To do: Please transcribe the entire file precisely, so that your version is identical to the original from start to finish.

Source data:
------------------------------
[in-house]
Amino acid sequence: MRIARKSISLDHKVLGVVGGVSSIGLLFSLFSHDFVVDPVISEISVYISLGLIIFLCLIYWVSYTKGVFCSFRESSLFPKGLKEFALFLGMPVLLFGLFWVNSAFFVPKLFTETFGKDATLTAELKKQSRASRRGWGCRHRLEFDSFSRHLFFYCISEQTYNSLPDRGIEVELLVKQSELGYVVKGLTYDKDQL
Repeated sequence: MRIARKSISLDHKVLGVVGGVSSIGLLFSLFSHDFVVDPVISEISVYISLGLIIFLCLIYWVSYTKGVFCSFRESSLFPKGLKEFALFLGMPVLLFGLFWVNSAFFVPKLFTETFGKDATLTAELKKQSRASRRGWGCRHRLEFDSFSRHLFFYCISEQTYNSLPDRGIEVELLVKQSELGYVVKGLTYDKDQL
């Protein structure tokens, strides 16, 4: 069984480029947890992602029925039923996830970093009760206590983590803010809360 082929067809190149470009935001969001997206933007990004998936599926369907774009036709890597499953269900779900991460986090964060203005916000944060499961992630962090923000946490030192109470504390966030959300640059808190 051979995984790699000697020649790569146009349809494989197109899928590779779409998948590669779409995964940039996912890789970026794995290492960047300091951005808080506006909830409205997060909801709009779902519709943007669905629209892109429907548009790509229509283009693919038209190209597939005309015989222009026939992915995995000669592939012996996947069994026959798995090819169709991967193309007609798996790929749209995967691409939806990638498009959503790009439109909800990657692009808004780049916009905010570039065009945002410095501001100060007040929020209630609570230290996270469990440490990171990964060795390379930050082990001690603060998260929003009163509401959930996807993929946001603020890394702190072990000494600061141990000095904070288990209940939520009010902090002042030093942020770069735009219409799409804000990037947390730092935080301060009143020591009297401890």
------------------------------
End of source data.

[in-house]
Amino acid sequence: MRIARKSISLDHKVLGVVGGVSSIGLLFSLFSHDFVVDPVISEISVYISLGLIIFLCLIYWVSYTKGVFCSFRESSLFPKGLKEFALFLGMPVLLFGLFWVNSAFFVPKLFTETFGKDATLTAELKKQSRASRRGWGCRHRLEFDSFSRHLFFYCISEQTYNSLPDRGIEVELLVKQSELGYVVKGLTYDKDQL
Repeated sequence: MRIARKSISLDHKVLGVVGGVSSIGLLFSLFSHDFVVDPVISEISVYISLGLIIFLCLIYWVSYTKGVFCSFRESSLFPKGLKEFALFLGMPVLLFGLFWVNSAFFVPKLFTETFGKDATLTAELKKQSRASRRGWGCRHRLEFDSFSRHLFFYCISEQTYNSLPDRGIEVELLVKQSELGYVVKGLTYDKDQL
């Protein structure tokens, strides 16, 4: 069984480029947890992602029925039923996830970093009760206590983590803010809360 082929067809190149470009935001969001997206933007990004998936599926369907774009036709890597499953269900779900991460986090964060203005916000944060499961992630962090923000946490030192109470504390966030959300640059808190 051979995984790699000697020649790569146009349809494989197109899928590779779409998948590669779409995964940039996912890789970026794995290492960047300091951005808080506006909830409205997060909801709009779902519709943007669905629209892109429907548009790509229509283009693919038209190209597939005309015989222009026939992915995995000669592939012996996947069994026959798995090819169709991967193309007609798996790929749209995967691409939806990638498009959503790009439109909800990657692009808004780049916009905010570039065009945002410095501001100060007040929020209630609570230290996270469990440490990171990964060795390379930050082990001690603060998260929003009163509401959930996807993929946001603020890394702190072990000494600061141990000095904070288990209940939520009010902090002042030093942020770069735009219409799409804000990037947390730092935080301060009143020591009297401890």